I think in this era the evidence-based facts resulting from independent, well-designed studies are accepted in the scientific world and this is as far as we can go. To challenge popular beliefs or prejudice is another matter and is a difficult task.People are allways scared by the new or the unknown because they don't have a clear representation of the new experience.I don't think that science is moving slow in this days, in fact if we look at the last years, new developments arrised in every domain but SMALL ones and having strong roots on well established facts, some of them from ancient times.Speaking of medicine, my personal belief is that from the discovery of the first antibiotic scientist haven't found yet a cure for another disease, in terms of knowing the cause and adressing it with a specific treatment.Anyway, it is a great topic ,I look forward to see where it goes.|
Reply #1. Sep 17 12, 2:54 PM
Thanks diade, and so do I look forward to seeing what follows. Meanwhile here are a few more from the Science Channel where science believed something collectively for decades or more until someone actually took the trouble simply to check:|
4: DNA: Not So Important
DNA was discovered in 1869, but for a long time, it was kind of the unappreciated assistant: doing all the work with none of the credit, always overshadowed by its flashier protein counterparts.
Even after experiments in the middle part of the 20th century offered proof that DNA was indeed the genetic material, many scientists held firmly that proteins, not DNA, were the key to heredity. DNA, they thought, was just too simple to carry so much information.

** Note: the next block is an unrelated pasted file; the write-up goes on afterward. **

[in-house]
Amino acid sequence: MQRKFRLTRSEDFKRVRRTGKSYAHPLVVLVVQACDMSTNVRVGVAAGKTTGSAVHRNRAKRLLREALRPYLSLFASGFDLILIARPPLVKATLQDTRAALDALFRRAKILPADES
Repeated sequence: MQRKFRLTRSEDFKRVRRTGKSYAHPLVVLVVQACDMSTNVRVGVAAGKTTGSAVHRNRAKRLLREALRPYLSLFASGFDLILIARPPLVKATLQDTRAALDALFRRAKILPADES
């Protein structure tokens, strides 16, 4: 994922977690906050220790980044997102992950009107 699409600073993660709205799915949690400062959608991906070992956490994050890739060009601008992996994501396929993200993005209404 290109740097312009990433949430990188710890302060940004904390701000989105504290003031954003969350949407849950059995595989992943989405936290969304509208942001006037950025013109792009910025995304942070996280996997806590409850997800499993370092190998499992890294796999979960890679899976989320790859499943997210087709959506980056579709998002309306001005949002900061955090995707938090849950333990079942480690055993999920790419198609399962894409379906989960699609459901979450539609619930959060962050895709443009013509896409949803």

It wasn't until Watson and Crick published their all-important double-helical model of the structure of DNA in 1953 that biologists finally started to understand how such a simple molecule could do so much. Perhaps they were confusing simplicity with elegance.
3: Germs in Surgery
Laugh or cry (take your pick), but up until the late 19th century, doctors didn't really see the need to wash their hands before picking up a scalpel.
The result? A lot of gangrene. Most early-19th century doctors tended to attribute contagion to "bad air" and blamed disease on imbalances of the "four humors" (that's blood, phlegm, yellow bile and black bile, in case you weren't familiar).
"Germ theory" (the revolutionary idea that germs cause disease) had been around for a while, but it wasn't till Louis Pasteur got behind it in the 1860s that people started listening. It took a while, but doctors like Joseph Lister eventually connected the dots and realized that hospitals and doctors had the potential to pass on life-threatening germs to patients.
2: The Earth Is the Center of the Universe
Chalk it up to humanity's collectively huge ego. Second-century astronomer Ptolemy's (blatantly wrong) Earth-centered model of the solar system didn't just stay in vogue for 20 or 30 years; it stuck around for a millennium and then some.
It wasn't until almost 1,400 years later that Copernicus published his heliocentric (sun-centered) model in 1543. Copernicus wasn't the first to suggest that the we orbited the sun, but his theory was the first to gain traction.
Ninety years after its publication, the Catholic Church was still clinging to the idea that we were at the center of it all and duking it out with Galileo over his defense of the Copernican view. Old habits die hard.
Pride, ego and simple incompetence (not IQ based, or why the 'absent minded professor' stereotype?) all go to drag out misconceptions every generation, as while technology itself naturally improves human minds are no different now in evolutionary terms than when we began (yes, I've read the paper on it) so prone to the same weaknesses as always. But the costs of prolonging such accepted errors once the truth comes along is the major issue, as time after time they spend more effort dismissing the new data often holding it back for decades, which is far worse than making the errors in the first place which can be excused.
Reply #2. Sep 17 12, 3:47 PM
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